Vaccines using live micro-organisms can cause disseminated disease in immunocompromised patients. These vaccines are contraindicated in these patients and alternative measures must be taken to prevent infection by the target pathogens.

Issues to consider:

(1) type of vaccine

(2) level of immunosuppression in the patient

(3) vaccination of family members or close associated


Vaccines with Attenuated Organisms

Safe Alternative



Bacillus Calmette-Guerin (BCG)


Herpes zoster (Zostavax)


influenza, live virus (Flumist)

inactivated virus vaccine

measles-mumps-rubella (MMR), measles-mumps-rubella-varicella (MMRV)


polio, live oral

inactivated virus vaccine

rotavirus (Rota Teq, Rotarix)


smallpox or Vaccinia (ACAM2000)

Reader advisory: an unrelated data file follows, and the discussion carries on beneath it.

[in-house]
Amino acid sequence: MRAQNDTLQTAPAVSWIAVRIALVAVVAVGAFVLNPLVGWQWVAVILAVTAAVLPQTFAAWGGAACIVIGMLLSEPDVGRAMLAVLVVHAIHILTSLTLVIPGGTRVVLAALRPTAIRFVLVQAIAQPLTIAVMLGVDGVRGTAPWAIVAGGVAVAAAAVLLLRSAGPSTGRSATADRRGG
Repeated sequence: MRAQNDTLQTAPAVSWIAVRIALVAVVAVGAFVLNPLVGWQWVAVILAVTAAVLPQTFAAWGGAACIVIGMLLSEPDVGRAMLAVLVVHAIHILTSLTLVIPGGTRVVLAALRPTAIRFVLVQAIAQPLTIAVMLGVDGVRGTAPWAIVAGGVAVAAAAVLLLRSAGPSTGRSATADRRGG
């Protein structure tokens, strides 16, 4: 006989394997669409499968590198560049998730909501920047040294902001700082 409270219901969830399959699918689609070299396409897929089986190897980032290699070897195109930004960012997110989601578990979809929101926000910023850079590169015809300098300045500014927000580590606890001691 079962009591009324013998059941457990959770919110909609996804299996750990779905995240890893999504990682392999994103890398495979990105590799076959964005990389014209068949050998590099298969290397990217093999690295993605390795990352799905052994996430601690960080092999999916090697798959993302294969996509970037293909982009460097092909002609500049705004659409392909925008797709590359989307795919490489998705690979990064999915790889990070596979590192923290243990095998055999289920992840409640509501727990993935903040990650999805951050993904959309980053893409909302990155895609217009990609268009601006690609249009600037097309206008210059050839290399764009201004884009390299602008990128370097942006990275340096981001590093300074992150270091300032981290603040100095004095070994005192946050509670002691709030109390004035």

typhoid (Ty21a)

Vi capsular polysaccharide

Varicella (Varivax)


yellow fever (YF-Vax)



Vaccines that are contraindicated for the patient's family members:

(1) live oral polio (immunocompromised patient should avoid close contact for 6 weeks)

(2) smallpox


Vaccines which may be used in children taking low dose corticosteroids (receiving less than 2 mg/kg/day prednisone):

(1) measles-mumps-rubella (MMR)

(2) varicella


Vaccines which may be given to some patients with HIV disease:

(1) measles-mumps-rubella (MMR)

(2) varicella


Vaccines which should be considered in bone marrow transplant patients (24 or more months after transplant with no graft-vs-host disease and if not receiving immunosuppressive therapy):

(1) measles-mumps-rubella (MMR)

(2) inactivated polio vaccine


Vaccines that should be administered to a transplant candidate prior to transplant if seronegative or negative history:

(1) measles-mumps-rubella (MMR)

(2) varicella


Although rabies vaccine contains inactivated virus, administration to an immunocompromised patient may require caution because the patient may not develop protective immunity.

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